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Japan's military engages in popularity push

TOKYO -- Pacifist Japan is gradually learning to love its military, with an apparent public relations campaign under way to soften its image, featuring online popularity contests, a much-touted soprano vocalist and dating events.

The armed forces are also visible in youth culture, with young teens tuning in to “Girl und Panzer” a cartoon about schoolgirls who do battle in tanks. Japan's most popular Twitter hashtag in 2013 was #KanColle, a reference to an online game in which anthropomorphized warships compete to out-pretty each other as young girls.

The image change comes as nationalist Prime Minister Shinzo Abe is pushing to give the Self Defense Forces (SDF) more money and scope to act as a normal military might, at a time of rising tensions with China.

The SDF has not fired a shot in battle since a battered and broken Japan surrendered in 1945, accepting a United States-led occupation that would last until 1952.

Its once-huge armed forces were emasculated, stripped by the foreign-imposed constitution of the right to wage war and restricted to a self-defense role.

What arose in their place was an organization that spent the intervening decades quietly becoming a highly-professional and well-disciplined force, one far removed from the army that wreaked havoc across Asia before and during World War II in the name of the emperor.

Relief efforts in the aftermath of Japan's 2011 tsunami awakened the public to its modern-day military, and the sight of soldiers combing wrecked coastlines became a comfort for those whose loved ones had disappeared beneath the waves.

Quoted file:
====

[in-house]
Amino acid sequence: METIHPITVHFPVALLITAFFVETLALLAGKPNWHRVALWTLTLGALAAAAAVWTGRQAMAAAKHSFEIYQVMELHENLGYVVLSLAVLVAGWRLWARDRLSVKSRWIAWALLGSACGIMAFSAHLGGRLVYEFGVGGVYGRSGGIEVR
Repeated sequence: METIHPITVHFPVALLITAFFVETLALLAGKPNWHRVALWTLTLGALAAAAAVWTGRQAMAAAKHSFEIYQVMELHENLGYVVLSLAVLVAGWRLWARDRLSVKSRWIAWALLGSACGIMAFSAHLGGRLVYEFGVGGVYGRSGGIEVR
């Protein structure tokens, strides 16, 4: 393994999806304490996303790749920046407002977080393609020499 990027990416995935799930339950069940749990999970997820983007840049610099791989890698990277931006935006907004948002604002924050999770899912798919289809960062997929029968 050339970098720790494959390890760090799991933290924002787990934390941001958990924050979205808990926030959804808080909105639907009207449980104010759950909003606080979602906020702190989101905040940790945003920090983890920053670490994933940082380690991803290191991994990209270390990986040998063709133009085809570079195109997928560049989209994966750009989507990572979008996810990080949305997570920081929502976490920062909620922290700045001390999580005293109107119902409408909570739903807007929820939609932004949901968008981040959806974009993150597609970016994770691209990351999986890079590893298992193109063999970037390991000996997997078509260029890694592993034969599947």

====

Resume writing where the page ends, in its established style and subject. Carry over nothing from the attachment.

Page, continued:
“People have begun to feel the same way about the military as they do about police or firefighters,” said Yoshinori Saeki, secretary-general of the Tokyo-based Research Institute for Peace and Stability.

Charm Offensive

On the frontline of nurturing friendly ties with citizens is Yukari Miyake, a 27-year-old petty officer third class dubbed the “sole vocalist” of the 230,000-strong SDF.

On the sidelines of a concert in Tokyo last year, Miyake said the public seemed to warm to her.

“There is great significance in the fact that I sing in uniform. Whenever I sing on stage for the audience, I feel dearly that I'm giving them inspiration and that they're more open about their feelings with someone in uniform,” she told AFP.

Those who came to the concert said musical and other cultural activities were contributing to softening the image of troops.

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The sole vocalist of the Japan Maritime Self-Defense Force Band, 27-year-old Yukari Miyake, a petty officer third class, sings during a concert rehearsal, in Matsudo, Chiba prefecture on Dec. 6, 2013. (AFP)

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